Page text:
Green Agendas Continue To Influence Content Strategies

<a href="">My first post of 2008</a> was a content management trend watch: number two on the list was the movement toward green IT.

George Dearing, Contributor

March 21, 2008

2 Min Read

My first post of 2008 was a content management trend watch: number two on the list was the movement toward green IT.I received both good and bad feedback on the post, with one visitor simply dismissing the green trend as "crap."

I stand by this trend for 2008, and watching company after company turn the green movement into a viable business plan further proves the point. Sometimes the term "green" seems to elicit almost a religious reaction. Most of the time people either believe in the idea or they don't, but if we ignore the term for a minute and look at how this trend is turning into cash, much of the debate seems to taper off.

A few weeks back, I wrote about the compliance aspects of the paperless office and e-mail archiving handled by MessageGate. While it wasn't the sexiest topic, it was a strong example of the reduction of paper and efficiency gains common across enterprises that drive an entire category of content management.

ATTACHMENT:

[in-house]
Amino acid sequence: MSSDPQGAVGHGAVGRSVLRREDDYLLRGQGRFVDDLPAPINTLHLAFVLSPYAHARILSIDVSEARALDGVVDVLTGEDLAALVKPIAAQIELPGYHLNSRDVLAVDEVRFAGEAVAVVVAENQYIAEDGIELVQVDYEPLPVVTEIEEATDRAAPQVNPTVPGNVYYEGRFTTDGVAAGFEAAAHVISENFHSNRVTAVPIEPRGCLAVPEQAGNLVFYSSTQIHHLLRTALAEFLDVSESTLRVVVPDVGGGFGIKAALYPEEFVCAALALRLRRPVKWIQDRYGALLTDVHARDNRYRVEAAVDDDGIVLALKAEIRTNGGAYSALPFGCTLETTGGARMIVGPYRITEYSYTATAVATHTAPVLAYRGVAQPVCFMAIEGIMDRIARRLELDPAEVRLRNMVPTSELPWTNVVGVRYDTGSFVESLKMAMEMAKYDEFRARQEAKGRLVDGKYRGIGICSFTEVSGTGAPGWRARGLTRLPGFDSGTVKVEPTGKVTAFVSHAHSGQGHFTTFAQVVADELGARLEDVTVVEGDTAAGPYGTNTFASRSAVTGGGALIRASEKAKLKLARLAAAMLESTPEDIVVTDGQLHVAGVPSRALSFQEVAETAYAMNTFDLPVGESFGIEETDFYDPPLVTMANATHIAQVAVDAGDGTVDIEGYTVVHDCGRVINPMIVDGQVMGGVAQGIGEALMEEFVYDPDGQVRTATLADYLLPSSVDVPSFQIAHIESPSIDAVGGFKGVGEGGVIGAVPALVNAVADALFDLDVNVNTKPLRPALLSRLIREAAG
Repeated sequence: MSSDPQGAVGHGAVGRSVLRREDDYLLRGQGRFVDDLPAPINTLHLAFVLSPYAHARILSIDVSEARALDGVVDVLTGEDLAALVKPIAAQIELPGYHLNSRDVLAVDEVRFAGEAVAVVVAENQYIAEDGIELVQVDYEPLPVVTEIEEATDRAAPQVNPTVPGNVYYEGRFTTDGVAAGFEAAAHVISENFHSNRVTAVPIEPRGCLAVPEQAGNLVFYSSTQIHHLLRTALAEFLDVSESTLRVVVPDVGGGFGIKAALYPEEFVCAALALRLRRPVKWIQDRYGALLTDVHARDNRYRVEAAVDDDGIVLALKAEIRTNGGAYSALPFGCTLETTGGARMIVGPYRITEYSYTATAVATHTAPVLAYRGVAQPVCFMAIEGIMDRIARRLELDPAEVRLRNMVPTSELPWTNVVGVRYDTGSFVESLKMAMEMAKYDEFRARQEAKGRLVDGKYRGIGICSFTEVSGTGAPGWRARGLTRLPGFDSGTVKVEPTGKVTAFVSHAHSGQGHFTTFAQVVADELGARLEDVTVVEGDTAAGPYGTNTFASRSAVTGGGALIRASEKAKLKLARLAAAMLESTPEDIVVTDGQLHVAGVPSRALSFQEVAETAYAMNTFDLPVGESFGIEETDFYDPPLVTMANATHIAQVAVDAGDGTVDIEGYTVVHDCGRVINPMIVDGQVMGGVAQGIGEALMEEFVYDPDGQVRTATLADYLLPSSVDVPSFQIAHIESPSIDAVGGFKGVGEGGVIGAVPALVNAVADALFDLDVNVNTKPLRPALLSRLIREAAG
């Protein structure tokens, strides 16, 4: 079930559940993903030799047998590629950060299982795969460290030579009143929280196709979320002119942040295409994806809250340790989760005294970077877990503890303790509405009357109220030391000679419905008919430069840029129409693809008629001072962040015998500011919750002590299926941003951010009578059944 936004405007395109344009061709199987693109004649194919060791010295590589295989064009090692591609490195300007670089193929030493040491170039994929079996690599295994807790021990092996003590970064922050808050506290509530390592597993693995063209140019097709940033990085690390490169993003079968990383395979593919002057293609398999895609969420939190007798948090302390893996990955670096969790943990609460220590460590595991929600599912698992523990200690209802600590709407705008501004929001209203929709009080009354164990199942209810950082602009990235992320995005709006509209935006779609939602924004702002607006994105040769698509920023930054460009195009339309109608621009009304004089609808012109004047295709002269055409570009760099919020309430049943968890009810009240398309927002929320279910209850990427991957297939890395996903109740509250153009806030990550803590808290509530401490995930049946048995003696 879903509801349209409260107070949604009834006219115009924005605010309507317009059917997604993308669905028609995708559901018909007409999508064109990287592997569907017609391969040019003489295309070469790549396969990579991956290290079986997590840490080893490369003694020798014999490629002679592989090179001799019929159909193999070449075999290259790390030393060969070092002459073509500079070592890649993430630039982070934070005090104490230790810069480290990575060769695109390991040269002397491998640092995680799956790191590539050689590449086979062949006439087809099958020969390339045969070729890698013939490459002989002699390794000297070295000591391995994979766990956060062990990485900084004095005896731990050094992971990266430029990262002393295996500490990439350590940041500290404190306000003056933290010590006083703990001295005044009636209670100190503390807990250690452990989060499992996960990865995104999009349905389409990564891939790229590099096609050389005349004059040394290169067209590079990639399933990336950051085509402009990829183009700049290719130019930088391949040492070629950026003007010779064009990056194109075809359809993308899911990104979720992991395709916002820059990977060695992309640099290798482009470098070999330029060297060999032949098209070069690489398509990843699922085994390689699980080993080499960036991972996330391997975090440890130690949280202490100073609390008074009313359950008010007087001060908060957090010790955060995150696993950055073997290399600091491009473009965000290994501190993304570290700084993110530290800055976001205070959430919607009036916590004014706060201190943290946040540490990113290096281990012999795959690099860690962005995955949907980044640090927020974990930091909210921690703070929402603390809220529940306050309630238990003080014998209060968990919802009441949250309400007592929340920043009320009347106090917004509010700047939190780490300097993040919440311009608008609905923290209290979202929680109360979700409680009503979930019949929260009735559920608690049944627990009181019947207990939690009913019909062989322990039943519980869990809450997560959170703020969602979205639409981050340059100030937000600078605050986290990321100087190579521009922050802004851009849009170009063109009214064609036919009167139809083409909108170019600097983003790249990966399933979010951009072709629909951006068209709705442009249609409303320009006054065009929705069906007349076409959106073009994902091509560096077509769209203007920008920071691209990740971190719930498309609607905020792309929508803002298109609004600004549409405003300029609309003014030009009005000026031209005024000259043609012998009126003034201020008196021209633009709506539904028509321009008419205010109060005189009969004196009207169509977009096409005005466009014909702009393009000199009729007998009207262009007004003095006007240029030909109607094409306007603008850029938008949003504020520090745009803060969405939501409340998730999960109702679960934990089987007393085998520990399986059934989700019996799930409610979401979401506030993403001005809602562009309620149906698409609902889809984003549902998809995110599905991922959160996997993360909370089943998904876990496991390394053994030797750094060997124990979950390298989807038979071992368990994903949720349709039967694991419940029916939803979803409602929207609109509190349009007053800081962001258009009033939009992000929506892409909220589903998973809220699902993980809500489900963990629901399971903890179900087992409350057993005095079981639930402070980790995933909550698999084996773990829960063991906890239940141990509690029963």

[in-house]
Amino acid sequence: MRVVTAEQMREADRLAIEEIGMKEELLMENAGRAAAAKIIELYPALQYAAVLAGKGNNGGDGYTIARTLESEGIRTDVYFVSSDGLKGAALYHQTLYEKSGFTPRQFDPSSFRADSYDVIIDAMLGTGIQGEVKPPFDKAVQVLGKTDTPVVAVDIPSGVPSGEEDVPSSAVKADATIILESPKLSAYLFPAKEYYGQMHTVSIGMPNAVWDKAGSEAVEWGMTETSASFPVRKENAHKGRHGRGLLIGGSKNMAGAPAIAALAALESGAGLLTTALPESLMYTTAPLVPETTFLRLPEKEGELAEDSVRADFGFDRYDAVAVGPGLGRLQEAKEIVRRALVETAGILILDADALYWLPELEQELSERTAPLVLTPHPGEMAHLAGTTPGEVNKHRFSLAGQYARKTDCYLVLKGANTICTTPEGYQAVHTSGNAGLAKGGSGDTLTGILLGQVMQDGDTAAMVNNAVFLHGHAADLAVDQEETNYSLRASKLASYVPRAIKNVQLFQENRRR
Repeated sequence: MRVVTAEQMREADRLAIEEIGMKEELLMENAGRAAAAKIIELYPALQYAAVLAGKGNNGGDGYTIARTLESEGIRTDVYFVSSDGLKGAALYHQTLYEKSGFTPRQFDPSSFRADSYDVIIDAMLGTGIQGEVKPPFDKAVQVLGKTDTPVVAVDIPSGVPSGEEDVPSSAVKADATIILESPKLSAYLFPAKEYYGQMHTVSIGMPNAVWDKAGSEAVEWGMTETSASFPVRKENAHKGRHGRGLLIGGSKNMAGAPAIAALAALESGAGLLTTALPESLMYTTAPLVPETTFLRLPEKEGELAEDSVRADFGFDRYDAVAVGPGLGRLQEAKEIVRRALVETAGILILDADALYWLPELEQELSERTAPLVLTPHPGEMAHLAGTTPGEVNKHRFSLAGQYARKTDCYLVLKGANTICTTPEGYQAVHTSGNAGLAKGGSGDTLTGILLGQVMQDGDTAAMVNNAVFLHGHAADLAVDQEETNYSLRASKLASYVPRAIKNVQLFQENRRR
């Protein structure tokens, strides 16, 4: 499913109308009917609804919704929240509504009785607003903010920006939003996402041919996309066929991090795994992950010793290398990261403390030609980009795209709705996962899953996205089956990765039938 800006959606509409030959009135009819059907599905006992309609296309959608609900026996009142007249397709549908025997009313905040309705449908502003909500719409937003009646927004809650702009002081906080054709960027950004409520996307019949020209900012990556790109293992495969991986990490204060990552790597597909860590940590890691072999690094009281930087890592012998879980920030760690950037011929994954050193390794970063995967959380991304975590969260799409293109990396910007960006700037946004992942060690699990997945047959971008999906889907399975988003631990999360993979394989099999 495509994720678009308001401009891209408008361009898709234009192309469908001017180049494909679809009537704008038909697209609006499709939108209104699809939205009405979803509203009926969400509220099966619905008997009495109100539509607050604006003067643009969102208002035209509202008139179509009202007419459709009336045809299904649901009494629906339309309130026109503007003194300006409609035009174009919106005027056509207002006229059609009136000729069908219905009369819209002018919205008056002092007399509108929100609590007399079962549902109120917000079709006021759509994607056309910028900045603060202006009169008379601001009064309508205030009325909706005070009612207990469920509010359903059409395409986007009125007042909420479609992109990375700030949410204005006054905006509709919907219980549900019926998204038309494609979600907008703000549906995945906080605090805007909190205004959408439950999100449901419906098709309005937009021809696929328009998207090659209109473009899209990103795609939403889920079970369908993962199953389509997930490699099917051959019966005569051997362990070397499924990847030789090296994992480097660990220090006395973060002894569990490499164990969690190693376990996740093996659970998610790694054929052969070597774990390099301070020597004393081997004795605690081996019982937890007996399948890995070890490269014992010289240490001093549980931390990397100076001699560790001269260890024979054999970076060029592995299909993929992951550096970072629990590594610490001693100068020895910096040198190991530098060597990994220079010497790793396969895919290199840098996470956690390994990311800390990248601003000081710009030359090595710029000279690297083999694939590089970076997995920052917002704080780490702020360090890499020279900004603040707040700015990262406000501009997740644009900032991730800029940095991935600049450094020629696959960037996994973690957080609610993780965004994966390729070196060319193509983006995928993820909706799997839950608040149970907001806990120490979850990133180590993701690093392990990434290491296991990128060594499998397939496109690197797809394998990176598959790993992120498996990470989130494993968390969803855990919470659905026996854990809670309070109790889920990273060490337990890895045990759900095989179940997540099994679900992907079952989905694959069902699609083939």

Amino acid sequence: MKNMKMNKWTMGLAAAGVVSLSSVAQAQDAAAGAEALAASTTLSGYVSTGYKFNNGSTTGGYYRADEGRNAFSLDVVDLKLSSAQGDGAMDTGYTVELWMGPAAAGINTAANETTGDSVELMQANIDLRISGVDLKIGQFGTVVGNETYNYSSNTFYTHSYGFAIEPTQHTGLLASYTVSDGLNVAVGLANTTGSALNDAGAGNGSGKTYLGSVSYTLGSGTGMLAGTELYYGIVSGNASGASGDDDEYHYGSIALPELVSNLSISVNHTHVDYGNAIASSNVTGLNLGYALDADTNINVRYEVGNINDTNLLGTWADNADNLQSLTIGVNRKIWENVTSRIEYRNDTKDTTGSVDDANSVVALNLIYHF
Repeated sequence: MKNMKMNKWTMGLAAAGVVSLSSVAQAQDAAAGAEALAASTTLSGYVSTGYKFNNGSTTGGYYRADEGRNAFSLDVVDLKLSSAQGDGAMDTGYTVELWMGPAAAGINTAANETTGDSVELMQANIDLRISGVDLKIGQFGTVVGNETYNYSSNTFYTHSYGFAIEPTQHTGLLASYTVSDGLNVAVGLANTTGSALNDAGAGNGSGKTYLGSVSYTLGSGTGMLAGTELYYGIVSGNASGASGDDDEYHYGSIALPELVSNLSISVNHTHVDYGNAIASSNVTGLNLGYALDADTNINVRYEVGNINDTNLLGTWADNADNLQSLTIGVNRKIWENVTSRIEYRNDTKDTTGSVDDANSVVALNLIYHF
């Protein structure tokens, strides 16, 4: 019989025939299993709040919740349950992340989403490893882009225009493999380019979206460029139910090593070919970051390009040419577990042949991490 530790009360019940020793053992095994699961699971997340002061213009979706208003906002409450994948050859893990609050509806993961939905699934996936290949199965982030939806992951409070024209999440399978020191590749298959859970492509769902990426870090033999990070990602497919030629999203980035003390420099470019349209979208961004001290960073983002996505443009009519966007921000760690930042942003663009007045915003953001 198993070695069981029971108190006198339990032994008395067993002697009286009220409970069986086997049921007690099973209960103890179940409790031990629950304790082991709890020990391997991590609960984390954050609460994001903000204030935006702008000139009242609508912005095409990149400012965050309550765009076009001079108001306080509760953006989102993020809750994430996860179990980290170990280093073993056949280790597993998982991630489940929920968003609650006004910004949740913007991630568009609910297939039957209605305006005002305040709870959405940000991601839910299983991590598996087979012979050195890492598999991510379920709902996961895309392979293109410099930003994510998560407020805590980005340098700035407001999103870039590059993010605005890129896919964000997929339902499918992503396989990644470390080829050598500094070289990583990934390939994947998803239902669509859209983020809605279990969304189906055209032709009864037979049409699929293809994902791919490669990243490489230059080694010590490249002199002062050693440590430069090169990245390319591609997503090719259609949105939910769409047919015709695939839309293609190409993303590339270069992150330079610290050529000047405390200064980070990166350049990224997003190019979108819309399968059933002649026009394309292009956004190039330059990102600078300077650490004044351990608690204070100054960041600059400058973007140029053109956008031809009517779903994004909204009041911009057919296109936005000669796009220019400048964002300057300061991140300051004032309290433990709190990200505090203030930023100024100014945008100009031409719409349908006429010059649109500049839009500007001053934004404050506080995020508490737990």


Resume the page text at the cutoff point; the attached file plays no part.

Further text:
I was on a call the other day with Robert Carroll, VP of Marketing for Clickability, and was interested to hear his views on how they're going green. According to Carroll, having to support the large amounts of content it serves daily has created some favorable green byproducts.

"Just the fact that we have to have the latest hardware to power our infrastructure has created some favorable green results," said Carroll. "The newer platforms are already way ahead in terms of energy efficiency, so we're green sort of by default."

And to add fossil fuel to the fire, the press release issued yesterday by Alfresco is another example of the green movement aligning with content management. It's a clean green deal with an environmental consultancy that helps large companies adhere to global environmental policy regulations. To say there's no green motivation driving ECM projects these days is just silly.

So we can call it green, we can call it efficiency, we can watch others dismiss it as a trend, but the smart companies are out there embracing it and laughing all the way to the bank.

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